The oceanic migration of silver Japanese eels starts from their continental growth habitats in East Asia and ends at the spawning area near the West Mariana Ridge seamount chain. However, the actual migration routes remain unknown. In this study, we examined the possible oceanic migration routes and strategies of silver Japanese eels using a particle tracking method in which virtual eels (v-eels) were programmed to move vertically and horizontally in an ocean circulation model (Japan Coastal Ocean Predictability Experiment 2, JCOPE2). Four horizontal swimming strategies were tested: random heading, true navigation (readjusted heading), orientation toward the spawning area (fixed heading), and swimming against the Kuroshio. We found that all strategies, except random swimming, allowed v-eels swimming at 0.65 m s−1 to reach the spawning area within eight months after their departure from the south coast of Japan (end of the spawning season). The estimated minimum swimming speed required to reach the area spawning within eight months was 0.1 m s−1 for true navigation, 0.12 m s−1 for constant compass heading, and 0.35 m s−1 for swimming against the Kuroshio. The lowest swimming speed estimated from tracked Japanese eels at sea was 0.03 m.s−1, which would not allow them to reach the spawning area within eight months, through any of the tested orientation strategies. Our numerical experiments also showed that ocean circulation significantly affected the migration of Japanese v-eels. A strong Kuroshio could advect v-eels further eastward. In addition, western Pacific ocean currents accelerated the migration of navigating v-eels. The migration duration was shortened in years with a stronger southward flow, contributed by a stronger recirculation south of Japan, an enhanced subtropical gyre, or a higher southward Kuroshio velocity.
Citation: Chang Y-L, Miyazawa Y, Béguer-Pon M (2016) Simulating the Oceanic Migration of Silver Japanese Eels. PLoS ONE 11(3): e0150187. https://doi.org/10.1371/journal.pone.0150187
Editor: Caroline Durif, Institute of Marine Research, NORWAY
Received: November 23, 2015; Accepted: February 10, 2016; Published: March 16, 2016
Copyright: © 2016 Chang et al. This is an open access article distributed under the terms of the Creative Commons Attribution License, which permits unrestricted use, distribution, and reproduction in any medium, provided the original author and source are credited.
Data Availability: The reanalysis data (JCOPE2) are available from Asia Pacific Data Research Center (APDRC): http://apdrc.soest.hawaii.edu/.
Funding: YLC was supported by the Ministry of Science and Technology of Taiwan under grant 102-2611-M-003-003-MY3. YM is supported by JSPS KAKENHI (26287116). MB-P was supported by the Ocean Tracking Network (OTN) through a network project grant (NETGP #375118-08) from the Canadian Natural Sciences and Engineering Research Council (NSERC) with additional support from the Canadian Foundation for Innovation (CFI, Project #13011). The funders had no role in study design, data collection and analysis, decision to publish, or preparation of the manuscript.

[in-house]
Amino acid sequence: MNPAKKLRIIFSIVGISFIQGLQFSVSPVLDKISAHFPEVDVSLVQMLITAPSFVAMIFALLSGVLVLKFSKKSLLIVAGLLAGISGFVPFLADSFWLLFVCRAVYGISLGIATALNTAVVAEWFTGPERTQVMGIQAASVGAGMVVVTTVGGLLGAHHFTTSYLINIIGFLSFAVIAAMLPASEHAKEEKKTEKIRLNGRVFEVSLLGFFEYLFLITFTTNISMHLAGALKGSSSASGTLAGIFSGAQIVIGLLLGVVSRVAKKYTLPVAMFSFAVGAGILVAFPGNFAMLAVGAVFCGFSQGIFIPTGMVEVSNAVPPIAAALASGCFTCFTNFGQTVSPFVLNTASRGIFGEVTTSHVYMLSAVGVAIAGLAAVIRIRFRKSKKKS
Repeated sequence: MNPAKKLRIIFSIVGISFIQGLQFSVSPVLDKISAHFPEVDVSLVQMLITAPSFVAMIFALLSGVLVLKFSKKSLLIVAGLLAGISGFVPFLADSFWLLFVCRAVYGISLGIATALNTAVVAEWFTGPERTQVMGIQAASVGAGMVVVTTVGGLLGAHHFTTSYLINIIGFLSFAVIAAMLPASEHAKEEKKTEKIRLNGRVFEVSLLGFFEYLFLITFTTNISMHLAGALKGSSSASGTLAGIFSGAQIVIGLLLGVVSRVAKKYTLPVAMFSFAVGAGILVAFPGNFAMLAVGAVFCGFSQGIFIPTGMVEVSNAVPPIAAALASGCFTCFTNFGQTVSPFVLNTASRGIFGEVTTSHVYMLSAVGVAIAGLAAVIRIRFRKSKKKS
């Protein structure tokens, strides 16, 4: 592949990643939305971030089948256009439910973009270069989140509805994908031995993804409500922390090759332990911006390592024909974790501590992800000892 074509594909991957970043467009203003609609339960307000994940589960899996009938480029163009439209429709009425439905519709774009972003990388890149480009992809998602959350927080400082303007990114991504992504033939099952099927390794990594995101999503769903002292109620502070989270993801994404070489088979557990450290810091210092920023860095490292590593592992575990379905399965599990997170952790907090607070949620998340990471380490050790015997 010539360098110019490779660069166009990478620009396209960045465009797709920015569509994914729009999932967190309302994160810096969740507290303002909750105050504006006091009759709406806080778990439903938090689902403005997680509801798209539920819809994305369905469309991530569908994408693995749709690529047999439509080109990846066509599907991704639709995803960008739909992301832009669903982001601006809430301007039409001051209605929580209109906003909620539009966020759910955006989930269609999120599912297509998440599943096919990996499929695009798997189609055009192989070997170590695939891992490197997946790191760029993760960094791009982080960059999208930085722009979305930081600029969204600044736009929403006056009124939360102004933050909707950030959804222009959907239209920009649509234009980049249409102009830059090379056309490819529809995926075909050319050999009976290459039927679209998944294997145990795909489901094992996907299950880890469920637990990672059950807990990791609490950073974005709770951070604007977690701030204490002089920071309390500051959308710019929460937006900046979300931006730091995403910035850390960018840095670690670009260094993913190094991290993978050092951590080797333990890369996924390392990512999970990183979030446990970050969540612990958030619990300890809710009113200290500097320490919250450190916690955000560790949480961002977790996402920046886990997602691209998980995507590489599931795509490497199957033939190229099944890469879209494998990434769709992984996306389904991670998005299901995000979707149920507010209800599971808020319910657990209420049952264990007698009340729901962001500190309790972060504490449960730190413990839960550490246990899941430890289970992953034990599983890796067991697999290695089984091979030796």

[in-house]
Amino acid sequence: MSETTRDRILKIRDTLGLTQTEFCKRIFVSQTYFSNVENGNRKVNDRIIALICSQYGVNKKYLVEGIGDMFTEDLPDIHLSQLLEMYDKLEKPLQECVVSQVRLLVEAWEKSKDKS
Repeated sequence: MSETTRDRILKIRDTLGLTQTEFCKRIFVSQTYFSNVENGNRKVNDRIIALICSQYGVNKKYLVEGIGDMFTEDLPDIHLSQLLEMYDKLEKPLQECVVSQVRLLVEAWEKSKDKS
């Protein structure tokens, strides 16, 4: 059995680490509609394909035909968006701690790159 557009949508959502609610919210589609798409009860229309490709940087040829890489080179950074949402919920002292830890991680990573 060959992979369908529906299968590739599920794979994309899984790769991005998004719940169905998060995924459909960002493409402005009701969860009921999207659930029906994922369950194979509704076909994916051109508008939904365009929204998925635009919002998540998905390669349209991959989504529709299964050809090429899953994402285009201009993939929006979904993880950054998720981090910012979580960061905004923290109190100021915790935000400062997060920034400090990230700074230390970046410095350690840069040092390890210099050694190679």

Competing interests: The authors have declared that no competing interests exist.
Anguillid eels are widely distributed worldwide in various habitats such as rivers, lakes, estuaries, and coastal marine waters. Eels are an important source of food for sea animals and birds and have a high economical value . Therefore, they are of great interest in oceanography, meteorology, and biology . The Japanese eel Anguilla japonica is mainly distributed in the western Pacific Ocean . Its abundance declined in the past three decades, and it is now listed as an endangered species in the IUCN red list . Overfishing, turbine passage mortality, and habitat degradation are among the main factors responsible for this decline . Changes in oceanic conditions may also significantly affect eel recruitment [5–7]. The biology of Japanese eels, particularly the oceanic migration from continental waters to the spawning grounds, is not well understood because of a lack of direct observations .
The early phase of the seaward migration of Japanese silver eels was observed in Mikawa Bay, south of Japan (Fig 1) . During a three-year observation period (1997–2000), the departure of silver Japanese eels from continental waters was recorded in late autumn to winter and was found to be the greatest from November to January. The spawning area of Japanese eels is located west of Mariana Islands [10,11] (Fig 1), approximately 2,300 km from Japan. Based on the larval distribution and abundance observed over the past 52 years (1956–2007), Shinoda et al.  suggested that the spawning season begins in April and ends in August. The long-distance migration of adult eels has not yet been fully observed. Thus, knowledge of the migratory path, navigation/orientation cues that eels use, and environmental conditions that eels experience is very limited. Filling this knowledge gap is crucial for research and management purposes.
Solid white curves with arrows indicate major ocean currents in top 300 m average. The magenta box represents the spawning area. The black ellipse marks the v-eel release area. The two red curves are the hypothesized seaward migration routes from (solid) Tsukamoto and (dash) Yokose . The star is located next to Mikawa Bay. The yellow curves identify the main ocean currents.